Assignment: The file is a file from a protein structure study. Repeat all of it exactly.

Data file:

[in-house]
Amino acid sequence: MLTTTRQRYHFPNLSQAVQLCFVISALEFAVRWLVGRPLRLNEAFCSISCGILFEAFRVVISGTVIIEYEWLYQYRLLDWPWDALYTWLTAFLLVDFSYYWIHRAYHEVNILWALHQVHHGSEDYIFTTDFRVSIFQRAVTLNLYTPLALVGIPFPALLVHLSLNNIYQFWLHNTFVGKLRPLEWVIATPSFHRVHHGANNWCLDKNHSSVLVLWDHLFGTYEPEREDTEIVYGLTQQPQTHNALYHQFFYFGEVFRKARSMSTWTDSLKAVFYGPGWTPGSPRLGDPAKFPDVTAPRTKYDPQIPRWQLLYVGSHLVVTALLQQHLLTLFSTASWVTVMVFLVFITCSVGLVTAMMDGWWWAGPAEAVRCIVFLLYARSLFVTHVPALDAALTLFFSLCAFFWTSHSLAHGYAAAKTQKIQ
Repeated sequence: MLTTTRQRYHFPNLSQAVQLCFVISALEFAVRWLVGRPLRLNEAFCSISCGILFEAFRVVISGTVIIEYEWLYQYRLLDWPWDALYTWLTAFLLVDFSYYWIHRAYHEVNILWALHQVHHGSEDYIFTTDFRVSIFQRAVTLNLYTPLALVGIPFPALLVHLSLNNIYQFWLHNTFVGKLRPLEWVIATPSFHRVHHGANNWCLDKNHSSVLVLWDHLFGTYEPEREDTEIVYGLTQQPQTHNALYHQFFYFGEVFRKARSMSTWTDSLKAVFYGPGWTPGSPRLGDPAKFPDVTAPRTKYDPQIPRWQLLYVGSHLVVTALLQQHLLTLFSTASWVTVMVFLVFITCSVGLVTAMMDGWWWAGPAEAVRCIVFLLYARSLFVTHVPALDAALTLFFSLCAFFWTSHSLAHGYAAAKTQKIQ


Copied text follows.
[in-house]
Amino acid sequence: MLTTTRQRYHFPNLSQAVQLCFVISALEFAVRWLVGRPLRLNEAFCSISCGILFEAFRVVISGTVIIEYEWLYQYRLLDWPWDALYTWLTAFLLVDFSYYWIHRAYHEVNILWALHQVHHGSEDYIFTTDFRVSIFQRAVTLNLYTPLALVGIPFPALLVHLSLNNIYQFWLHNTFVGKLRPLEWVIATPSFHRVHHGANNWCLDKNHSSVLVLWDHLFGTYEPEREDTEIVYGLTQQPQTHNALYHQFFYFGEVFRKARSMSTWTDSLKAVFYGPGWTPGSPRLGDPAKFPDVTAPRTKYDPQIPRWQLLYVGSHLVVTALLQQHLLTLFSTASWVTVMVFLVFITCSVGLVTAMMDGWWWAGPAEAVRCIVFLLYARSLFVTHVPALDAALTLFFSLCAFFWTSHSLAHGYAAAKTQKIQ
Repeated sequence: MLTTTRQRYHFPNLSQAVQLCFVISALEFAVRWLVGRPLRLNEAFCSISCGILFEAFRVVISGTVIIEYEWLYQYRLLDWPWDALYTWLTAFLLVDFSYYWIHRAYHEVNILWALHQVHHGSEDYIFTTDFRVSIFQRAVTLNLYTPLALVGIPFPALLVHLSLNNIYQFWLHNTFVGKLRPLEWVIATPSFHRVHHGANNWCLDKNHSSVLVLWDHLFGTYEPEREDTEIVYGLTQQPQTHNALYHQFFYFGEVFRKARSMSTWTDSLKAVFYGPGWTPGSPRLGDPAKFPDVTAPRTKYDPQIPRWQLLYVGSHLVVTALLQQHLLTLFSTASWVTVMVFLVFITCSVGLVTAMMDGWWWAGPAEAVRCIVFLLYARSLFVTHVPALDAALTLFFSLCAFFWTSHSLAHGYAAAKTQKIQ